Question by User pavizla
Happens sometimes. Two examples, one is when I asked another follow right after her bachata, I felt like I was hasty but she obliged. I danced with her at the beginning of the night and we both had great energy. This time, she was just doing small steps, and I found myself trying to find energy or enthusiasm, perhaps I need to add new words to my dance (since it was a repeat) but her low energy also got me stuck.
The second one is a follow who just started not liking your structure, and I tried ways to see what she likes but she always ended up with a smirk and kept looking away and into the crowd. It was even tricky because it felt like she was back leading and doing her own read. Then again, I probably am just a bit too gentle as I know some really like a pressured pull and push. It felt like she would make a face whenever I did double spins so I stopped it. Later on, I found her with another lead doing triple spins. And she looked spot on. It was just two weird moments, it was almost as if we were fighting for something as she kept looking at her friends. Anyone else experienced this? What could be the problem? I know I probably need to add more words into my language, energy can be sapped, however…
Shit happens? Sometimes people just don’t click. Maybe you’re not compatible, maybe she doesn’t like the song, maybe she’s just tired. Don’t let it get to you.
To answer the question in your title – move on to the next dance.
If you’re receiving good responses in general, and you have the odd one or two dances that don’t go great, it’s likely not you. If this is really common, then yeah, look in to it, but if it’s a one off, it’s probably just them being low energy or whatnot.
If it’s your first ever dance with someone, you need to learn how they dance, and the first few basics and combinations are both of you learning how best to act and react. If you’re feeling low energy, you need to adjust and perhaps lead a little stronger. There aren’t two types of lead, gentle and firm, there’s a whole variance scale on it. You can add bit by bit until you find that right level.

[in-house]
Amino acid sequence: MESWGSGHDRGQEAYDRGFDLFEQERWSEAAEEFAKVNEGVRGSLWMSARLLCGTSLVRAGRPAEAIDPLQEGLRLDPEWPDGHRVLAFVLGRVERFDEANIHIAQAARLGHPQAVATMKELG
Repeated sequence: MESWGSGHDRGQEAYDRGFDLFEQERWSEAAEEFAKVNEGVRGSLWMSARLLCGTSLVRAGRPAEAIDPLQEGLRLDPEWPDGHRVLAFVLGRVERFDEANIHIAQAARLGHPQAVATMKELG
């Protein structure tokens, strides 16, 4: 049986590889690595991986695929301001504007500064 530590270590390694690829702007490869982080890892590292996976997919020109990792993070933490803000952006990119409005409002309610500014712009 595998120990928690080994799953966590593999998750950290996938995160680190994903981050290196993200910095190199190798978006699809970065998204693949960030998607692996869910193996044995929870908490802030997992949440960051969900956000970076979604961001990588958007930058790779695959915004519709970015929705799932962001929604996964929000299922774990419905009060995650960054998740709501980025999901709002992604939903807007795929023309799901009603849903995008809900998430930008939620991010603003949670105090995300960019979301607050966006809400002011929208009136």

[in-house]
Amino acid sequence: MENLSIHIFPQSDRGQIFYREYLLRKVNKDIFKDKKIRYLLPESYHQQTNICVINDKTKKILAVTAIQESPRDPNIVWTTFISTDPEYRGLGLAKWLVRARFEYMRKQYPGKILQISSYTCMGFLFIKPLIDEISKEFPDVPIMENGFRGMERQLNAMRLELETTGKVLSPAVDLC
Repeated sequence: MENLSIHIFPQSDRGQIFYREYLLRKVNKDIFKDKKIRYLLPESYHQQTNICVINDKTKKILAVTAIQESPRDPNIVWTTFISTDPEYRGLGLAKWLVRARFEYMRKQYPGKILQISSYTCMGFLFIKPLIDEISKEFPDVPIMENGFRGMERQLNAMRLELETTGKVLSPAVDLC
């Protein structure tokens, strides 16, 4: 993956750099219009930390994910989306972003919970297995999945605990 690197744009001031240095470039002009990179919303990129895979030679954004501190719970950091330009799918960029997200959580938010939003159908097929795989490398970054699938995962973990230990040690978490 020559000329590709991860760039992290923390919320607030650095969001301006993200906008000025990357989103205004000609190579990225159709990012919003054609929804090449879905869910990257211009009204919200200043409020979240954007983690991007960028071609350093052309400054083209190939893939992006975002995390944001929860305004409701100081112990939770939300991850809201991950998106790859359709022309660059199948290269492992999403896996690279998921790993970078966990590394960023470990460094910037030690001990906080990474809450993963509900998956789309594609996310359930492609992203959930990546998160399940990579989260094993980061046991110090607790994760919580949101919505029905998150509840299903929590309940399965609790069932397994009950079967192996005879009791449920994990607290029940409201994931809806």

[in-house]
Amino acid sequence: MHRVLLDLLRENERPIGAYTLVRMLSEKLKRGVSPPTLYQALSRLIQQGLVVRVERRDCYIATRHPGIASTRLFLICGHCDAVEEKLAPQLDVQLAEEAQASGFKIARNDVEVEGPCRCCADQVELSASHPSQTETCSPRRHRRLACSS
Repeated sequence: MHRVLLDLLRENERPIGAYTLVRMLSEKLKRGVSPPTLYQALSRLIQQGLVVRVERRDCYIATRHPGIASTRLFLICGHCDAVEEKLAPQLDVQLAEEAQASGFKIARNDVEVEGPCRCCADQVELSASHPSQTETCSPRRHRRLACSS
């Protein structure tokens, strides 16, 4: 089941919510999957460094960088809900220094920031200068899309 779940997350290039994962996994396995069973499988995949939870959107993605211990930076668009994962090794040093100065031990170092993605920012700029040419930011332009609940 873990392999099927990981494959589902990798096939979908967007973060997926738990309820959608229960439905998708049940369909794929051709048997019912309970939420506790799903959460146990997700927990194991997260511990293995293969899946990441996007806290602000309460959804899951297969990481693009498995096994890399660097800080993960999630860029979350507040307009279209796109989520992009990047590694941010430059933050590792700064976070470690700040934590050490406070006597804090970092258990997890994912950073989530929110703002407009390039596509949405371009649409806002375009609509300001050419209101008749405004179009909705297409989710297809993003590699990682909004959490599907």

I will add here on the thing about looking away in to the crowd and so on, this is not an uncommon thing. It’s incredibly rude, but it happens. It’s usually when one side is much more experienced than the other and is showing boredom by doing it.
there’s a difference between looking around out of nerves and just staring around bored. Believe me, my regular partner isn’t great with eye contact, but she doesn’t just watch other people dancing, or keep looking and smirking at the same person who’s watching, and I’ve danced with people that do.
Just ensure your partner knows you’re connected and actually in the dance with them, not just off in a corner of the room somewhere.
That’s the beauty of social dancing – move on to the next person and remember the face as you will not ask her again. Think of it as weeding out the unpleasant ones in order to get to the good social dances.